Sandpoint News

Idaho’s New Gun Law

By Patty Hutchens

If you already have a concealed weapons permit or are interested in obtaining one, you need to be educated on the recent changes in Idaho. As of July 1st, there are now two different types of concealed weapons permits one can obtain in the state of Idaho - the standard Idaho Concealed Weapons Permit and the Idaho Enhanced Concealed Weapons Permit.

The Enhanced Concealed Weapons Permit, which went into effect in Idaho on July 1, requires more extensive training such as the responsible and safe use of handguns, self defense principles and live fire training. The new enhanced permit is now recognized in 32 other states and may see reciprocity in as many as 40.  

According to Bonner County resident Hans Feyen, a certified NRA Range Safety Officer and instructor in both the NRA Basic Pistol and the NRA Home Firearm Safety course for the past 12 years, the new law will ensure higher safety standards and a higher level of training for those taking the certification courses.  Previously the only permit available required minimal training and did not have a law component or mandate that one be trained in shooting a firearm. 

Feyen recently returned from an intense training course in Nevada where he became certified to teach the NRA Personal Protection In The Home and Personal Protection Outside The Home disciplines.

Kelly Harlicker, who is not only certified to teach the NRA Basic Pistol course and Personal Protection In The Home, but is only one of 60 women nationwide who is certified to teach Well Armed Women courses, teaches the enhanced certification course with Feyen.

“Women learn differently,” said Harlicker.  “We are sometimes intimidated by learning from men especially in an area that has typically been viewed as a men’s world.”  For that reason, Harlicker became trained to teach women all aspects of gun ownership.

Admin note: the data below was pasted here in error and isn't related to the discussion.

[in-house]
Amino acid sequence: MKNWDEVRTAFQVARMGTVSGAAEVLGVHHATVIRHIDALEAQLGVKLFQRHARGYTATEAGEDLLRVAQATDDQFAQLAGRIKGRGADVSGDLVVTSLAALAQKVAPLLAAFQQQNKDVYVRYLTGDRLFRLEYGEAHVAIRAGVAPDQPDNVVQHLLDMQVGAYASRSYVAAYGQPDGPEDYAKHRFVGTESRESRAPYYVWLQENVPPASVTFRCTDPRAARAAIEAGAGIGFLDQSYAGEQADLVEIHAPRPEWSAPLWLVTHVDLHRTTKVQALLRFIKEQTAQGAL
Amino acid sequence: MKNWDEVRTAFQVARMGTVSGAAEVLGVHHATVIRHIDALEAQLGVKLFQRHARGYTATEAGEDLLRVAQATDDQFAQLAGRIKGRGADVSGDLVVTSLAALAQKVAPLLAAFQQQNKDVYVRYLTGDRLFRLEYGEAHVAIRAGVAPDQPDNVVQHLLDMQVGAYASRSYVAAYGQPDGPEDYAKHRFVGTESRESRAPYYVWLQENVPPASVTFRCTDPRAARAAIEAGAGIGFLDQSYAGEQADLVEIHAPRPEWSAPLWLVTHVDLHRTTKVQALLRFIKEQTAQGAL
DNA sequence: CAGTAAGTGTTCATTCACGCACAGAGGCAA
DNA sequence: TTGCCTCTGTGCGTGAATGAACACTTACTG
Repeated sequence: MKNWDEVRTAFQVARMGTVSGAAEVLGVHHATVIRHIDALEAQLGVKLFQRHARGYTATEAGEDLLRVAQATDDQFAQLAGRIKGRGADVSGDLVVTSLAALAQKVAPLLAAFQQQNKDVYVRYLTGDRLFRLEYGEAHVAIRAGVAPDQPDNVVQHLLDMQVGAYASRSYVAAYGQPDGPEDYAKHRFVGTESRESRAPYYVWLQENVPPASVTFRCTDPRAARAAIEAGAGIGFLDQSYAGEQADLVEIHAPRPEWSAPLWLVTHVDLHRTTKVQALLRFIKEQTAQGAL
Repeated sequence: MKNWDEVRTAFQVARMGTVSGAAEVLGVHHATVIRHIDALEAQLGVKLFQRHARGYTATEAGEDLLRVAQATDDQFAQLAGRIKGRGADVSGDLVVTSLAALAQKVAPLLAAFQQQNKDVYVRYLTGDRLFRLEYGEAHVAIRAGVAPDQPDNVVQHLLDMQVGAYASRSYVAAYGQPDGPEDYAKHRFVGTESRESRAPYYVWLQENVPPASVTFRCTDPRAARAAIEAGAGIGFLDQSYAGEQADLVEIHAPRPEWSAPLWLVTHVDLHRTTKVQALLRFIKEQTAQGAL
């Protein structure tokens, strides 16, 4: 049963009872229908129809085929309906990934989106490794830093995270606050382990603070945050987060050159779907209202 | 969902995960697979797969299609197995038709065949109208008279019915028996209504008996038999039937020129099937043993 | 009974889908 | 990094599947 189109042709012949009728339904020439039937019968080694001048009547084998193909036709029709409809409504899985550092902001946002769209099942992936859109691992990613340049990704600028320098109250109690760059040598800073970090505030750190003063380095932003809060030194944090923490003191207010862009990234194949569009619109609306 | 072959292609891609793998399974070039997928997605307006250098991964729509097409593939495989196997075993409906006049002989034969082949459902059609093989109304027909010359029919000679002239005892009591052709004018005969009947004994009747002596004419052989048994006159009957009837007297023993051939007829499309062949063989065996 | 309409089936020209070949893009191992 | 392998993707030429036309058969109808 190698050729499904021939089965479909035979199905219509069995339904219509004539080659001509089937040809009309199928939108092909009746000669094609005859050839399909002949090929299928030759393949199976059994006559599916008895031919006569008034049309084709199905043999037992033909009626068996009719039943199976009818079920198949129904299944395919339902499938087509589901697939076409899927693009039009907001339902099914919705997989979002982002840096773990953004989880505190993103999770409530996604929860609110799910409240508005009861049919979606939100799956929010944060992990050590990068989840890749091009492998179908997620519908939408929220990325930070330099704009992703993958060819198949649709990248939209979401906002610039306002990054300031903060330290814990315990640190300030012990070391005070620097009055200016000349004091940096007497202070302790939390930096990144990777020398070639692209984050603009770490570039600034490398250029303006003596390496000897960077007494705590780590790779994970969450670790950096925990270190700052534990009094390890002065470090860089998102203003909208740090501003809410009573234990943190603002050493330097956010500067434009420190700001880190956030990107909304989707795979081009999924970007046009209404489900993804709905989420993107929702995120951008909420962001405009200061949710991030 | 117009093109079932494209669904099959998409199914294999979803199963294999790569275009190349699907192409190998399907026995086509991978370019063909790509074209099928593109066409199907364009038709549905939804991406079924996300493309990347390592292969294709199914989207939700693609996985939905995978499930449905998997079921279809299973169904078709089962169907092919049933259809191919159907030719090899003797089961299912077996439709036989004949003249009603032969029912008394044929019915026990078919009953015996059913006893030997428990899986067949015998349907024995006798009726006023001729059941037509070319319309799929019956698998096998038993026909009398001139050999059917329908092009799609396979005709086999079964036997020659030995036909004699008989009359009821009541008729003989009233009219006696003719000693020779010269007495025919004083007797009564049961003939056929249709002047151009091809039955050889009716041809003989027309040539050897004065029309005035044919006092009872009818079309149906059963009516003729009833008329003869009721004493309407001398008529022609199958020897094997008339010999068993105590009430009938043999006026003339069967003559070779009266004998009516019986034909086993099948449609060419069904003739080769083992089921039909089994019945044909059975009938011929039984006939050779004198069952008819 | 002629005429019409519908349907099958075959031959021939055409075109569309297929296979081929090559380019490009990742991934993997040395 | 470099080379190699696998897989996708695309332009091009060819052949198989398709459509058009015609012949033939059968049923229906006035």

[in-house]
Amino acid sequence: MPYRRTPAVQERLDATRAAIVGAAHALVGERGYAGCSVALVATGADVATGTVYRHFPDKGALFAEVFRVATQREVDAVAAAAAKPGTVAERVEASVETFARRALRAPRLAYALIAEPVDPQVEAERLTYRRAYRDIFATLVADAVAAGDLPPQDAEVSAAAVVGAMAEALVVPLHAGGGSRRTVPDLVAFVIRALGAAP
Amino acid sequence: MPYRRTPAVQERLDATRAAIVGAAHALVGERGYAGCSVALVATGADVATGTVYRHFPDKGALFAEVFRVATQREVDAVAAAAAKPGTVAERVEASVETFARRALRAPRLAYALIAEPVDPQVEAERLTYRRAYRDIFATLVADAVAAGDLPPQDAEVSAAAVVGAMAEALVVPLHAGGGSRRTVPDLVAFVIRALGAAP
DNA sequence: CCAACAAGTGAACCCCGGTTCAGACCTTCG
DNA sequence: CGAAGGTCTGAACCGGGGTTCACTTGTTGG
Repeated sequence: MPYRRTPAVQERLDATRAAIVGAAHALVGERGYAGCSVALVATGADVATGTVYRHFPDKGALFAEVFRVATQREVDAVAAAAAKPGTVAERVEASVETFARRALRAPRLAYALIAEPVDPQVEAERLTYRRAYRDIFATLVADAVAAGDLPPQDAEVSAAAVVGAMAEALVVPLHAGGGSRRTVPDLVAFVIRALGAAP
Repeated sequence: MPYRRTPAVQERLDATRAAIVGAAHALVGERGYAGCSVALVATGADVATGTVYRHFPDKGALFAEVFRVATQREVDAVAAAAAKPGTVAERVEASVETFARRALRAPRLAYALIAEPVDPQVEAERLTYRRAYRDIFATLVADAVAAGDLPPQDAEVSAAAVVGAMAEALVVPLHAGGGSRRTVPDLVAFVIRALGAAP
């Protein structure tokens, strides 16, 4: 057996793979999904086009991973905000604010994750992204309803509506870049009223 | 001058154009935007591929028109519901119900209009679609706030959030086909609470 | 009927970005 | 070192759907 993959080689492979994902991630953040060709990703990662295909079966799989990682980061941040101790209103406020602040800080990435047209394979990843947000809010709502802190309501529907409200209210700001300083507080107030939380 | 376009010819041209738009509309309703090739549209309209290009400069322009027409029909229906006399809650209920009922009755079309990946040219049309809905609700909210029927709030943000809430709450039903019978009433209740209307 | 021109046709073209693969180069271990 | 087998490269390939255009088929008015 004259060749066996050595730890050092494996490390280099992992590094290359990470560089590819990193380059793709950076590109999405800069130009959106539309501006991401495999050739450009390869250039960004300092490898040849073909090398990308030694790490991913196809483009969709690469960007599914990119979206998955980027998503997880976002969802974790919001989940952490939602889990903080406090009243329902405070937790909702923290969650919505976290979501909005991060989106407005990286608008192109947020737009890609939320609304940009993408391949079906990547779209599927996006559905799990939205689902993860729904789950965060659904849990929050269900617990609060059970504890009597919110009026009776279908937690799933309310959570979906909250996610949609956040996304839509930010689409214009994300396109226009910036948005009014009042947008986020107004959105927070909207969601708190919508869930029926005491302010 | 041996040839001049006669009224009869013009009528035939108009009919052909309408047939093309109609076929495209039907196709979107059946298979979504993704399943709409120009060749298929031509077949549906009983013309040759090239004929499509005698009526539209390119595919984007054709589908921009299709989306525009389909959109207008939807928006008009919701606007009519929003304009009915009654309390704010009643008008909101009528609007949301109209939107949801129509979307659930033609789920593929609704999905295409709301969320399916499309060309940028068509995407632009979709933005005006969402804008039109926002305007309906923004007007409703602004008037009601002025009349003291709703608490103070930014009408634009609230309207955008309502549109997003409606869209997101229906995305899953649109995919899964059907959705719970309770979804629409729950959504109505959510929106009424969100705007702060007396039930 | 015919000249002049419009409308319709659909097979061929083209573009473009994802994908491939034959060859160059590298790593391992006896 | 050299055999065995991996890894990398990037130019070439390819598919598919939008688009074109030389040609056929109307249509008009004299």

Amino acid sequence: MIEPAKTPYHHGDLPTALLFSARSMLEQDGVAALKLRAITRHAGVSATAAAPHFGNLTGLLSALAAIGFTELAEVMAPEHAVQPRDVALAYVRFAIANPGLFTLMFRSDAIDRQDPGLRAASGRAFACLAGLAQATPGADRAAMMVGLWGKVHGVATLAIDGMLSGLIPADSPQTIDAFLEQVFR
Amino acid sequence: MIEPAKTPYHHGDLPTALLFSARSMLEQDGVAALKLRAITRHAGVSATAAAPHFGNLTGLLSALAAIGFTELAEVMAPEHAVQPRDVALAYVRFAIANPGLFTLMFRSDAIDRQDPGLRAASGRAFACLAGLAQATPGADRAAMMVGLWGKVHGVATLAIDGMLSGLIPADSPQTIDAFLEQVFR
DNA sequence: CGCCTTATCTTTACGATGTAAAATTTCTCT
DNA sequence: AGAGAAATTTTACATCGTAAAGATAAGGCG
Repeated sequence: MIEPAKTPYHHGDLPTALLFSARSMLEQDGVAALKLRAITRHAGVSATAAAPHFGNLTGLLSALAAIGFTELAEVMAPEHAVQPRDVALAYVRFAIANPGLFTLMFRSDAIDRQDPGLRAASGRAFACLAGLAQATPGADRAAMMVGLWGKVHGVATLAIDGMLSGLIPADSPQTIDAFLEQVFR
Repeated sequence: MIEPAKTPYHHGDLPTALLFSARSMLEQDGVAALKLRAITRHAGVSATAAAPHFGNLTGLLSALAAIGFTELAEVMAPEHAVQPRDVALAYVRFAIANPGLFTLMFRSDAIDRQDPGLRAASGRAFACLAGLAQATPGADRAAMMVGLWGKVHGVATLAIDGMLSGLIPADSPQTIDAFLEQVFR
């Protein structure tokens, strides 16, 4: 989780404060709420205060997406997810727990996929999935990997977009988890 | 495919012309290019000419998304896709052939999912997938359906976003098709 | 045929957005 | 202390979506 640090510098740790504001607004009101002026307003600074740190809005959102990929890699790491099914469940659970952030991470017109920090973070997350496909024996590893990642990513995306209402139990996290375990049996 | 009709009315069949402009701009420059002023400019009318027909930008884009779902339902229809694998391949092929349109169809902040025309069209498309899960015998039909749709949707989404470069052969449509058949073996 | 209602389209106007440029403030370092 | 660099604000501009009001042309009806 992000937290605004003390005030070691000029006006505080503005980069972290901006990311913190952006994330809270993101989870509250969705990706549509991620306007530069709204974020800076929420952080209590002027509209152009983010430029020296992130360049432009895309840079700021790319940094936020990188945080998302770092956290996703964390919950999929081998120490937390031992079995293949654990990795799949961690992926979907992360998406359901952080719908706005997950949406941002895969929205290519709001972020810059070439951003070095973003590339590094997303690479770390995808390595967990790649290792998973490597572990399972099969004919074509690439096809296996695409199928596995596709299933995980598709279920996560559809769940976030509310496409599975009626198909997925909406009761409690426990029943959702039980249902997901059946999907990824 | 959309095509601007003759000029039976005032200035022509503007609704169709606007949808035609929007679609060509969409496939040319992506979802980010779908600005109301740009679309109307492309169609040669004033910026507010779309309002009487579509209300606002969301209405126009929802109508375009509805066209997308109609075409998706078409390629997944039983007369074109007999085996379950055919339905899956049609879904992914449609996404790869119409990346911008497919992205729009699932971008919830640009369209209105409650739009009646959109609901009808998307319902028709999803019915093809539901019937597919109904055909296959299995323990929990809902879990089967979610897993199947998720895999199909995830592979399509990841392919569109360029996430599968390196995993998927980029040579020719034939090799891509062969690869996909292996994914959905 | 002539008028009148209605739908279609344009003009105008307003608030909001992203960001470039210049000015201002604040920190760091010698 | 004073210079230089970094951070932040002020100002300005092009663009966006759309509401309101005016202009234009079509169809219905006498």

“My goal is to educate and empower women in the use of firearms in any situation, whether it is recreational or for protection,” said Harlicker. “Over the past five years, women are the fastest growing demographics in the firearms industry.’

The Enhanced Concealed Weapons class is an eight hour course taught over a period of two days, typically Saturday and Sunday.  There is a law component to the class that must be taught by a member of the Idaho State Bar Association or a police officer who has at least an intermediate P.O.S.T. (Police Officer Standards and Training) certificate. “The law component goes over Idaho’s firearms laws and the use of deadly force,” said Feyen. 

If a person is seeking an Enhanced Concealed Weapons License, the State of Idaho requires an eight hour training course.  However if a person has never had a previous NRA course, then the minimum total number of hours needed for training is 12.  “This is not an Idaho law but is instead a requirement of the NRA,” said Feyen. 

The course must be completed within 12 months of application for the license and class sizes are limited and fill up fast.  Attendees are required to supply their own ammunition. For more information contact Hans Feyen at 208.610.4662 or Kelly Harlicker at 208.755.2617.

“Our primary goal is to ensure people are properly trained, proficient, confident and that they handle their firearms in a safe manner,” said Feyen. 

For more information visit www.enhancedccw.com.

www.livinglocalmagazine.com